Although some individual differences were found, the overall trends were similar for all participants. Thus we pooled the individual data and performed one sample t test to compare the observed psame with the predicted curve from independent and common mechanisms. The t test was applied only to the results using the oculomotor responses during the overall duration of the test stimulus because the analogous tendencies were found in any time windows. Because the t test was applied twice for each of 11 priming durations, the likelihood of false-positive significant results could have been increased. To avoid this problem, p values were multiplied by 22 (Bonferroni's correction). The corrected p values greater than 1 were set equal to 1. An angular transformation was used on proportions before conducting the t test with Bonferroni's correction. To reduce the concern regarding the independence assumption of the t test by pooling the individual data, clustered robust standard errors were used (Stock & Watson, 2012). Figure 3 illustrates the pooled result of the priming effect in the perception and oculomotor domains (top panels) and the observed and predicted psame (bottom panels) for the five participants (Figure 2). Again, the priming effect on the perceived direction of the test stimulus shifted from positive to negative with an increase in the priming duration. Meanwhile, the eye generally moved in the same direction as the priming stimulus. For a priming duration shorter than 300 ms where a positive priming was observed in the majority of trials, the observed psame was significantly different from the predicted curve based on common mechanisms (t(152) = 3.94, corrected p < 0.01 for 100-ms priming duration; t(154) = 11.21, corrected p < 0.0001 for 167-ms priming duration) except for 67-ms priming duration (t(158) = 1.60, corrected p = 1.00), but not from the predicted curve based on independent mechanisms (t(158) = 0.19, corrected p = 1.00 for 67-ms priming duration; t(152) = 0.90, corrected p = 1.00 for 100-ms priming duration; t(154) = 1.47, corrected p = 1.00 for 167-ms priming duration). For a priming duration longer than 600 ms in which the negative priming was dominant, the observed psame was not significantly different from the predicted curves based on both common (t(153) = 1.96, corrected p = 0.56 for 1067-ms priming duration; t(152) = 0.87, corrected p = 1.00 for 1067-ms priming duration; t(148) = 1.18, corrected p = 1.00 for 1600-ms priming duration; t(143) = 0.57, corrected p = 1.00 for 2133-ms priming duration; t(139) = 0.10, corrected p = 1.00 for 3200-ms priming duration) and independent mechanisms (t(153) = 0.07, corrected p = 1.00 for 800-ms priming duration; t(152) = 0.97, corrected p = 1.00 for 1067-ms priming duration; t(148) = 0.55, corrected p = 1.00 for 1600-ms priming duration; t(143) = 0.44, corrected p = 1.00 for 2133-ms priming duration; t(139) = 0.47, corrected p = 1.00 for 3200-ms priming duration).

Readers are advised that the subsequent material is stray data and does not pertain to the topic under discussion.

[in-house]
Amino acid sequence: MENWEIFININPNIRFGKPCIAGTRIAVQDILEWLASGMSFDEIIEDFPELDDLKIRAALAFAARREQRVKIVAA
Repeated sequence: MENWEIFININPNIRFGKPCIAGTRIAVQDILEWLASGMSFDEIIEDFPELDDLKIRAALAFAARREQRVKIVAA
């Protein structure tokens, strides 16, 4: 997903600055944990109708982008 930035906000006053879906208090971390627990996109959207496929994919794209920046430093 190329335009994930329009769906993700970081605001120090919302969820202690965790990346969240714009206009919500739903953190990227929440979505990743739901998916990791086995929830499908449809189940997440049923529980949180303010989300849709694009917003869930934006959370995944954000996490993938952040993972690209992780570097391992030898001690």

Figure 3.
 
Pooled data from the five participants shown in Figure 2 during the overall duration of the test stimulus and each of the three divided periods, namely early, middle, and last, respectively, from the leftmost to the rightmost panels. The top panel indicates the psychometric and oculometric curves of priming effect as a function of the duration of the presentation of the priming stimulus. The error bars represent standard error of the mean. The bottom panel shows the observed psame for each duration of the priming stimulus (filled red circles). The dashed line indicates the psame predicted by Equation 1, assuming that the perceptual and oculomotor responses are mediated by independent mechanisms. The solid line indicates the psame predicted by Equation 2, assuming that the perceptual and oculomotor responses are mediated by common mechanisms. The error bars represent clustered robust standard errors.
Figure 3.
 
Pooled data from the five participants shown in Figure 2 during the overall duration of the test stimulus and each of the three divided periods, namely early, middle, and last, respectively, from the leftmost to the rightmost panels. The top panel indicates the psychometric and oculometric curves of priming effect as a function of the duration of the presentation of the priming stimulus. The error bars represent standard error of the mean. The bottom panel shows the observed psame for each duration of the priming stimulus (filled red circles). The dashed line indicates the psame predicted by Equation 1, assuming that the perceptual and oculomotor responses are mediated by independent mechanisms. The solid line indicates the psame predicted by Equation 2, assuming that the perceptual and oculomotor responses are mediated by common mechanisms. The error bars represent clustered robust standard errors.
Discussion